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  1. Judith, countess of Flanders - geni family tree › people › Judith-countess-of-Flanders

    Feb 25, 2008 · Her first two marriages were childless, but through her third marriage to Baldwin, she became the first Countess of Flanders and an ancestress of later Counts of Flanders. One of her sons by Baldwin married Ælfthryth, a daughter of Æthelbald's brother, Alfred the Great.

  2. Le Quesnoy - Wikipedia › wiki › Le_Quesnoy

    Le Quesnoy is a commune and small town in the east of the Nord department of northern France; accordingly its historic province is French Hainaut.It had a keynote industry in shoemaking before the late 1940s, followed by a chemical factory and dairy, giving way to its weekly market, tourism, local commuting to elsewhere such as Valenciennes and local shops.

  3. Judith of Flanders - Wikipedia › wiki › Judith_of_Flanders

    Judith of Flanders (c. 843 – c. 870) was a Carolingian princess who, by her three successive marriages, became Queen of Wessex and Countess of Flanders. The daughter of Emperor Charles the Bald, she married the elderly King Æthelwulf of Wessex as an adolescent and was crowned queen in contravention of the custom in Wessex.

  4. Matilda of Flanders - Family Tree & Family History at › people › Matilda-of-Flanders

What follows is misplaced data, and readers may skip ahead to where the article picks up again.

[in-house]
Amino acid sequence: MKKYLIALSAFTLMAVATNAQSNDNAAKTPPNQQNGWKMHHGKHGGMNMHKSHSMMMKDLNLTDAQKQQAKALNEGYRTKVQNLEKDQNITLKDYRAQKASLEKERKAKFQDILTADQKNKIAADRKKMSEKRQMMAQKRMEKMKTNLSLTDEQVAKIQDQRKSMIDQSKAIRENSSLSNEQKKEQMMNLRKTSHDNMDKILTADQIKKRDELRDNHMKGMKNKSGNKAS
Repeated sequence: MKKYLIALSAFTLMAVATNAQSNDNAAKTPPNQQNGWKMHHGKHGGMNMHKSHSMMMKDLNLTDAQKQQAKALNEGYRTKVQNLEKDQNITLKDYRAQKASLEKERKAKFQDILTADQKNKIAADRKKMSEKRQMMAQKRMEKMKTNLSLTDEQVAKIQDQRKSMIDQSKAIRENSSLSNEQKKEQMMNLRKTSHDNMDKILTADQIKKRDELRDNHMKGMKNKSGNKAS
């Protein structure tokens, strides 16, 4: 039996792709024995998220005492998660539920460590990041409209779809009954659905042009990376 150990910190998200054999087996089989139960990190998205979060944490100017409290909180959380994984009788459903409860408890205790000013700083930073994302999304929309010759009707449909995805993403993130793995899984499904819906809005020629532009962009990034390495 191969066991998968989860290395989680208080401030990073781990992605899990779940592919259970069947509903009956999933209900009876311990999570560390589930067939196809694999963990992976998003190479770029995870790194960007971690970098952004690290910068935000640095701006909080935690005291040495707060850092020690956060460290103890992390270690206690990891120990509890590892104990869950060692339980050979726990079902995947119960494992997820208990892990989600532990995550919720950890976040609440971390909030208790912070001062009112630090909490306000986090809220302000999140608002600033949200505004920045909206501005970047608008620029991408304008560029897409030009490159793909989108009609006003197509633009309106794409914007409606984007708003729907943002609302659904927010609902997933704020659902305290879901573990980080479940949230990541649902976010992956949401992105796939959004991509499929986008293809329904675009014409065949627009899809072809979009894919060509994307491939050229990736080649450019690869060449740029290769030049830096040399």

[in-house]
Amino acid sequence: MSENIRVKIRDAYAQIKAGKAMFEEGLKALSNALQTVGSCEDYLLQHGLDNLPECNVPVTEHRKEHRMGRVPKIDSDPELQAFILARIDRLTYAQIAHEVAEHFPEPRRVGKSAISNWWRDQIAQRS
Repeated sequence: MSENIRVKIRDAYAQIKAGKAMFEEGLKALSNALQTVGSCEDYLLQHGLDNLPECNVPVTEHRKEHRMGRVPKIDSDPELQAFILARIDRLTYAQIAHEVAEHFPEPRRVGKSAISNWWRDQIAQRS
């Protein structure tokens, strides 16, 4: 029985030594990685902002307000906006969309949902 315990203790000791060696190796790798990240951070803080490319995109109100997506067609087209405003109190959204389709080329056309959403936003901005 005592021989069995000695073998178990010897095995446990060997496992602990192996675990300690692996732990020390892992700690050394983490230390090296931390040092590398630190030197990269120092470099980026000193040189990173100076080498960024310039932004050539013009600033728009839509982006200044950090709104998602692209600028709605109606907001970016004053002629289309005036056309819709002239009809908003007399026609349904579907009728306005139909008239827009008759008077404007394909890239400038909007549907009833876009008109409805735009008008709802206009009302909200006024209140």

Jul 24, 2019 · Matilda of Flanders (c. 1031 – 2 November 1083) was Queen consort of the Kingdom of England and the wife of Guillaume (William) I the Conqueror, King of England and Duke of Normandy She was the daughter of Count Baldwin V of Flanders, and Adèle (1000-1078/9), daughter of Robert II of France.

  5. Blackadder (Series) - TV Tropes › pmwiki › pmwiki

    Blackadder II (1986): set in the royal court of Elizabethan London, where Edmund, Lord Blackadder, is a member of the aristocracy vying for the temperamental Queen's favour. Blackadder the Third (1987): set during the Regency Period, where Edmund Blackadder, Esquire is the head butler to foppish royal idiot Prince George, the Prince Regent.

  6. Why Did Jesus Weep over Jerusalem? | Ministry127 › christian-living › why-did-jesus

    The Israelites that assembled in Jerusalem for the Passover missed the opportunity to be saved from both earthly and eternal destruction. They were visited by their Saviour, but they did not know it. Instead of receiving Him, they killed Him. Some people must wonder why the Son of God would be seen weeping that day.

  7. Robinson Crusoe Summary - › topics › robinson-crusoe

    May 05, 2015 · Word Count: 683. Robinson Crusoe was Defoe’s first-published full narrative and his most popular, appealing to both middle-class and aristocratic readers with its combination of a believable and ...

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